In fact, it’s best to follow this simple rule: If you’d ever use it during sex, then it’s a not a good safe word. Only choose words that breakdown the sexual context.

As ridiculous as they may sound, you’ll want something as far-out as these words in order to bring the action to a grinding halt:

Pomegranate! School bus! Toast! Shark attack! Toenail! Lemonade!

Woman using her safe words during sex.

Whatever your safeword, you and yours MUST practice it and know it well before playtime starts.

And don’t just pick one word—select as many as you need to get across not just that things should stop, but that you perhaps need to slow things down, take a break, or whatever else you feel might be necessary.

Safe Words for Different Situations

You may say different words to stop the action immediately, to slow down, or to keep things going.

Some people will simply express these as red, yellow, and green. Others will creatively choose words that only their lover would recognize. The last sub I slept with cried out “pineapple” when he wanted more discipline!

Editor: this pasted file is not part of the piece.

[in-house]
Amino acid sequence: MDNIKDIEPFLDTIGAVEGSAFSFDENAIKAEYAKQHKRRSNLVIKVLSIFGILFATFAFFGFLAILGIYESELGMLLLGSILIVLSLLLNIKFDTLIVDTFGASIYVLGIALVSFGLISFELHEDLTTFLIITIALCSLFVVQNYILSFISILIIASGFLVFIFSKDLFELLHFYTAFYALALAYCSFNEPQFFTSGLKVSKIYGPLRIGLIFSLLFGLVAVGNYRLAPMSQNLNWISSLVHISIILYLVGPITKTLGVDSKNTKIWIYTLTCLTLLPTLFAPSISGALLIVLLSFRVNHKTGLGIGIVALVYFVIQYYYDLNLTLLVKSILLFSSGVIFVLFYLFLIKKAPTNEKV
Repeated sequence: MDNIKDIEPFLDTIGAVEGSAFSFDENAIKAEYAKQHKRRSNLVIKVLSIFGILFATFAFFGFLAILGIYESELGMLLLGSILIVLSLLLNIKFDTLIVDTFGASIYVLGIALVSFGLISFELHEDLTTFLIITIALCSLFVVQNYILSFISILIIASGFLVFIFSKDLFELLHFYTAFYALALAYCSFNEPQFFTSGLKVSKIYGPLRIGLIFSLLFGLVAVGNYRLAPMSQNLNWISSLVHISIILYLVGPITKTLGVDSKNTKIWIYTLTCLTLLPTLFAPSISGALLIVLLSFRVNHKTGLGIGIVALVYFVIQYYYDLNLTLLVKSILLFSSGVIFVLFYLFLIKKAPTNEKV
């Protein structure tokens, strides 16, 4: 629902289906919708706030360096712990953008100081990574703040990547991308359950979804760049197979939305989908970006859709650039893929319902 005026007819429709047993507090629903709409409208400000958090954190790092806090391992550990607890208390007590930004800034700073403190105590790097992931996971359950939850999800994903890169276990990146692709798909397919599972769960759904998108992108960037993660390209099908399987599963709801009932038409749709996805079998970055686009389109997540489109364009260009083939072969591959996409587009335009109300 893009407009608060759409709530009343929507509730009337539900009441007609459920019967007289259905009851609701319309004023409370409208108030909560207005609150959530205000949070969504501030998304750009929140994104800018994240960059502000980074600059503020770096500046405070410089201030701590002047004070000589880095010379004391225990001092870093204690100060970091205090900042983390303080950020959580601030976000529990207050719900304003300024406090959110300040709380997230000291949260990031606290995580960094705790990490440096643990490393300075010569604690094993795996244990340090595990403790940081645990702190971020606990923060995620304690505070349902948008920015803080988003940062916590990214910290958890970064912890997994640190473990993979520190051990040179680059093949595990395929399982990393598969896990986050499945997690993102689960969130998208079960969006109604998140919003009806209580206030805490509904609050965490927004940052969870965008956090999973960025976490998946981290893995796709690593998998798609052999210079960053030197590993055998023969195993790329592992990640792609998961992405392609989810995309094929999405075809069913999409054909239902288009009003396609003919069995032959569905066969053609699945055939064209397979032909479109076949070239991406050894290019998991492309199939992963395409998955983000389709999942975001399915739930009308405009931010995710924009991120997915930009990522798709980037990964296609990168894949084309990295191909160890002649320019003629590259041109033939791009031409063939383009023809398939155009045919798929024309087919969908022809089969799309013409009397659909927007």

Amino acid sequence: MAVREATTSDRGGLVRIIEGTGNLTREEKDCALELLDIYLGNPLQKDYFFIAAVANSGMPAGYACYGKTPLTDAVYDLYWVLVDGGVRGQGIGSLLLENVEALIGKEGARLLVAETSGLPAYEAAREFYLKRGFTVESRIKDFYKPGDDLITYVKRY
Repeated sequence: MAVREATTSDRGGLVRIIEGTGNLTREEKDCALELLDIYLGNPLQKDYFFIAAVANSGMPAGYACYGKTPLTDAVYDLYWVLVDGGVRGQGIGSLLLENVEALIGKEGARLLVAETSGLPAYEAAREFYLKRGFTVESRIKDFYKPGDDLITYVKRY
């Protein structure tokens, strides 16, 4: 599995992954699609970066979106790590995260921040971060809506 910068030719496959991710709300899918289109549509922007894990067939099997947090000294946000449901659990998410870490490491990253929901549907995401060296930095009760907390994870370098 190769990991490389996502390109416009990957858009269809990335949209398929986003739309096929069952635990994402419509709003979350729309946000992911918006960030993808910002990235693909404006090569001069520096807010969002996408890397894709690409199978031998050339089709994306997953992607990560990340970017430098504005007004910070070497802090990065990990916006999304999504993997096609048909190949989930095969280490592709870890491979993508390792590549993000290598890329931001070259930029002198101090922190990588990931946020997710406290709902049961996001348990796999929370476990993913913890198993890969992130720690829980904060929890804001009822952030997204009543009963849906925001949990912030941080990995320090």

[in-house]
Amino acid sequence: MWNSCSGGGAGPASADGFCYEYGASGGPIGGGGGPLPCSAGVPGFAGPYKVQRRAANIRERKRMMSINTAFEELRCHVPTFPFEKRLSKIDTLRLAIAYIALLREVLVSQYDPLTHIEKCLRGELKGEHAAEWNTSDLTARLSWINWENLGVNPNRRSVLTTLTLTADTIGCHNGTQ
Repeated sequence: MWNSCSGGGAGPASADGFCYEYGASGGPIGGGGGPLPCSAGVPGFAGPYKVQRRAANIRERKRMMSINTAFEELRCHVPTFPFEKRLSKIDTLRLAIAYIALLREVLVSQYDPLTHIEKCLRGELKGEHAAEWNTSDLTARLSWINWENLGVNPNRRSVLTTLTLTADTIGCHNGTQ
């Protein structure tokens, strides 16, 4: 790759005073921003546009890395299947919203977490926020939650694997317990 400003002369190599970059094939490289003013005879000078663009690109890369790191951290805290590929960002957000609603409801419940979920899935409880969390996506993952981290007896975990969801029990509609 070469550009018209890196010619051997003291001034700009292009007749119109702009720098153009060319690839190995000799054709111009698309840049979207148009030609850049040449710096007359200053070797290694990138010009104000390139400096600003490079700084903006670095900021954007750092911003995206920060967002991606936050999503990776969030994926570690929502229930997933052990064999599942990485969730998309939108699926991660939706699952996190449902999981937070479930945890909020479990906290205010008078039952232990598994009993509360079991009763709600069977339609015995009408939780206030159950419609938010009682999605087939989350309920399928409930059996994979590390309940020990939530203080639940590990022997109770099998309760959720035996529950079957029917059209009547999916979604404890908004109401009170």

Red, yellow, and green lights representing various safe words.

Stop Words

Stop words indicate that the scene or action must end immediately. There should be no negotiation after these words have been used. Be responsible, and only use your Stop safe word when you mean it, or you may end up like the boy who cried wolf.

Slow Down Words

When you say these types of safe words, it lets your partner know that you don’t want to stop, but what is happening is too intense, more than you can handle. A bottom is letting a top know they are uncomfortable with the type of play or position they are in. The top may also use a slow down word just to check in with how a bottom is doing.

Keep Going Words

Keep Going words are often used when exploring or passing existing limitations. Something you may have said no to in the past is now piquing your interest. Limitations do change and so shall the words you choose to negotiate with.

What is most important is the discussion you and your partner(s) will have previous to BDSM activities. This will prevent surprises or confusion in the midst of fun.

Do you use safe words with your partner?